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Point: The Virtues of Virtual Clients

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March 31, 2011
David M Bankers

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Today it seems as though everyone in consumer electronics is talking about apps, smart TVs, over the top TV (OTT) and so forth. Numerous companies want to sell you an apps-enabled box to attach to your TV, whether that is an Apple TV, a Roku box or a Blu-ray player with Netflix. And every major TV manufacturer would like to sell you an apps-enabled TV to connect to Web delivered content-and of course, add yet another remote control to your collection.

After more than 15 years, consumer product vendors are still trying to figure out the best way to deliver Web content through the TV. Is it through a set-top box (STB), technology built into the TV itself or something else? Even the big movers in that space, like Apple and Google, are struggling to find the right combination of user interaction, software and hardware. The Apple TV product alone has seen two hardware versions as well as multiple operating system and user interface refreshes since it was launched in 2006. Google TV is a work in progress that is still struggling to gain traction with consumers. 

But is that the right model for the hotel guest room? Layer the uncertainties mentioned above over the reality that, unlike at home, guests in hotel rooms don’t want to face unfamiliar technology, can’t call on their 10-year-old to help figure it out, may not be able to unplug a device when it locks up and definitely don’t have the time or ability to download the newest software or firmware upgrade. Not to mention the costs of in-room hardware and software installations and upgrades necessary to keep up with consumer expectations.

Technology is moving fast, and we are all being asked to do more with less. IT departments all over the world are moving from individual servers and complex client-based applications to virtualization-that is, migrating complex client-based applications to shared server-based applications and thinner desktop clients to reduce costs and manage complexity. In the process they are realizing significant operational benefits that include:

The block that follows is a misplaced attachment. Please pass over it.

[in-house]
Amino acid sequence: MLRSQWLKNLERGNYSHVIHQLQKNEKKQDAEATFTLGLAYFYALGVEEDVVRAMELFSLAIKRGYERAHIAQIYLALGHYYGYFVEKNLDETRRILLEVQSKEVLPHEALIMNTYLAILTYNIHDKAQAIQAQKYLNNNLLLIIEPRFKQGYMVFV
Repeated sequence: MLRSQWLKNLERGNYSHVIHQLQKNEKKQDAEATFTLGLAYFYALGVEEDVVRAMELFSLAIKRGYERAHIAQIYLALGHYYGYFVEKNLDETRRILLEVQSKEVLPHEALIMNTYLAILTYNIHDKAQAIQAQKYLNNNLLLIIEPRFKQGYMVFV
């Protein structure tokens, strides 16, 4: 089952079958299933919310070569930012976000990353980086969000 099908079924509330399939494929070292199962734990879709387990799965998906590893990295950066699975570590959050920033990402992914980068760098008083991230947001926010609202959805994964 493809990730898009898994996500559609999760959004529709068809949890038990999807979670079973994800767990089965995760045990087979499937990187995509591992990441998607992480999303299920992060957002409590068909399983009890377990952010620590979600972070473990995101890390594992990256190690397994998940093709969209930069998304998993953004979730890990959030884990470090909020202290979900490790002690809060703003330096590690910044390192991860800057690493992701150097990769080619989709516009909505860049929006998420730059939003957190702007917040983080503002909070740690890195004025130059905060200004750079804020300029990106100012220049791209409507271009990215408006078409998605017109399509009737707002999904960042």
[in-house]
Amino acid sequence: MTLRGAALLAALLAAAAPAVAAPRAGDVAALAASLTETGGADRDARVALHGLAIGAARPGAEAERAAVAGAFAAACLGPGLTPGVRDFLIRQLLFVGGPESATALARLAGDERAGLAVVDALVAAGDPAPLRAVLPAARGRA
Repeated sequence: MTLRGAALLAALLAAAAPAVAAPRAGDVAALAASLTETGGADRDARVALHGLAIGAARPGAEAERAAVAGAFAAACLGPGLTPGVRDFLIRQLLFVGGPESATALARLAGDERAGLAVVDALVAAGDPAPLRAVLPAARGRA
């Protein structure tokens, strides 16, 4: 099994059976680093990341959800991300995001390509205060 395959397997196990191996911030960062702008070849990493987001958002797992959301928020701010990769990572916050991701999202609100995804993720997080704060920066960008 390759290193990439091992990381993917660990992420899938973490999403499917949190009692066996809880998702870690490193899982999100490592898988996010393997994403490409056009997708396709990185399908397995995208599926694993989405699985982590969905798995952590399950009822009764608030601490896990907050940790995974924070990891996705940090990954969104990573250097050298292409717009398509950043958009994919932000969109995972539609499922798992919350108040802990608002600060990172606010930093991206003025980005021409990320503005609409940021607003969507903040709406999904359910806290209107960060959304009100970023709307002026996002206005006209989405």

• Reduced costs due to increased efficiency resulting from improved utilization of shared resources. 
  • Improved capability and performance for complex apps because you can spend more on shared servers than you can afford for each user. 
  • Reduced staffing and maintenance costs due to the efficiency of centrally locating the servers that provide the virtual clients. 
  • Improved troubleshooting because it’s easier to get an expert to the problem. 
  • Elimination of problems caused by end user configuration changes and tampering.

Given these inherent advantages, we believe virtualization is an important direction for the future for hotel technology, including in-room media technology, and that it will prove to be an effective model for delivering interactivity, entertainment and Web content to the guest room television.
There are a couple of other key questions you should ask regarding your interactive television offering.

Let’s first agree that the television is a part of the in-room ecosystem and our arguments are not about eliminating it.

Next, you should ask what kind of television interface you should deliver to the guest. Should the interface be PC-like, tablet- like, mobile-like or a TV with remote control? Each involves a screen and a different method of user interaction. As mentioned earlier, very large companies are trying to figure this out, and the one answer that has emerged to date is that the interface needs to be more casual than the interface we use with our PCs.

Second, you should ask how the offering will be delivered. By adding an in-room box to the TV you typically duplicate TV components (such as tuners, video processors and power supplies), thereby increasing total solution cost, complexity and maintenance demands. The box and its connections increase the chances of guest tampering in this less controlled environment. Solutions that do not require an additional in-room device will, by nature, be more secure and more streamlined than those that do (for example, by integrating the decrypting and decoding and IPG functionality inside the TV).

The idea behind a virtual client approach is to put reasonable cost, modestly capable TVs in the guest room and connect them to high performance servers (in a hotel data center, regional data center or the cloud), and then deliver end-device compatible services. The connection between the device and server is critical to performance. This connection can be done via an IP network or an RF (coax) network. If it’s done over IP you have many protocols to choose from. If you have an RF network you will want to use something like DOCSIS, HPNA, MOCA or LodgeNet’s b-LANTM and appropriate protocols available on them.

Ultimately, we believe a balance is ideal:  modestly capable TVs as in-room clients for very frequently used lightweight apps (like a program guide) and virtual clients for complex heavyweight apps.

©2011 Hospitality Upgrade
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